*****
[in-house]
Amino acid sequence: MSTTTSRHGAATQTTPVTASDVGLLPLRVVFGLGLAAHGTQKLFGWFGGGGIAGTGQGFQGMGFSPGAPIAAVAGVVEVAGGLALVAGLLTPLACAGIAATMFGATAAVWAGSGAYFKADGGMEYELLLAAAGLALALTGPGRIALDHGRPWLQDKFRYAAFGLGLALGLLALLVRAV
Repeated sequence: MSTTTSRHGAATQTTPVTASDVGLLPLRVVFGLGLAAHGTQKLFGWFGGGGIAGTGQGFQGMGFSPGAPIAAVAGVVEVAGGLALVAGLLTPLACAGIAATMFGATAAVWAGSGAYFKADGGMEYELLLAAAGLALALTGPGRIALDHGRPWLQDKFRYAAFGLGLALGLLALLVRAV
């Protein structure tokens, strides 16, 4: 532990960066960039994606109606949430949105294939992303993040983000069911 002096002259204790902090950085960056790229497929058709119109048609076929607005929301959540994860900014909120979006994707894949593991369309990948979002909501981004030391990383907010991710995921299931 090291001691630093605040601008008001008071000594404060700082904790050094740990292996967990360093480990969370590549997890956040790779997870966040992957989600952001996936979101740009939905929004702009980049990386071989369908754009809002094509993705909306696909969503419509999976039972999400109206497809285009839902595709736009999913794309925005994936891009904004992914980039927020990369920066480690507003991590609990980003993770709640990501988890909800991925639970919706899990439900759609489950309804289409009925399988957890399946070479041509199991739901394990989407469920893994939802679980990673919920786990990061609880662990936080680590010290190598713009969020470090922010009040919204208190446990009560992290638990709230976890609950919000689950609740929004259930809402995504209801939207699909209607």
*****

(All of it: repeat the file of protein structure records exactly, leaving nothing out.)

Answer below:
[in-house]
Amino acid sequence: MSTTTSRHGAATQTTPVTASDVGLLPLRVVFGLGLAAHGTQKLFGWFGGGGIAGTGQGFQGMGFSPGAPIAAVAGVVEVAGGLALVAGLLTPLACAGIAATMFGATAAVWAGSGAYFKADGGMEYELLLAAAGLALALTGPGRIALDHGRPWLQDKFRYAAFGLGLALGLLALLVRAV
Repeated sequence: MSTTTSRHGAATQTTPVTASDVGLLPLRVVFGLGLAAHGTQKLFGWFGGGGIAGTGQGFQGMGFSPGAPIAAVAGVVEVAGGLALVAGLLTPLACAGIAATMFGATAAVWAGSGAYFKADGGMEYELLLAAAGLALALTGPGRIALDHGRPWLQDKFRYAAFGLGLALGLLALLVRAV
């Protein structure tokens, strides 16, 4: 532990960066960039994606109606949430949105294939992303993040983000069911 002096002259204790902090950085960056790229497929058709119109048609076929607005929301959540994860900014909120979006994707894949593991369309990948979002909501981004030391990383907010991710995921299931 090291001691630093605040601008008001008071000594404060700082904790050094740990292996967990360093480990969370590549997890956040790779997870966040992957989600952001996936979101740009939905929004702009980049990386071989369908754009809002094509993705909306696909969503419509999976039972999400109206497809285009839902595709736009999913794309925005994936891009904004992914980039927020990369920066480690507003991590609990980003993770709640990501988890909800991925639970919706899990439900759609489950309804289409009925399988957890399946070479041509199991739901394990989407469920893994939802679980990673919920786990990061609880662990936080680590010290190598713009969020470090922010009040919204208190446990009560992290638990709230976890609950919000689950609740929004259930809402995504209801939207699909209607």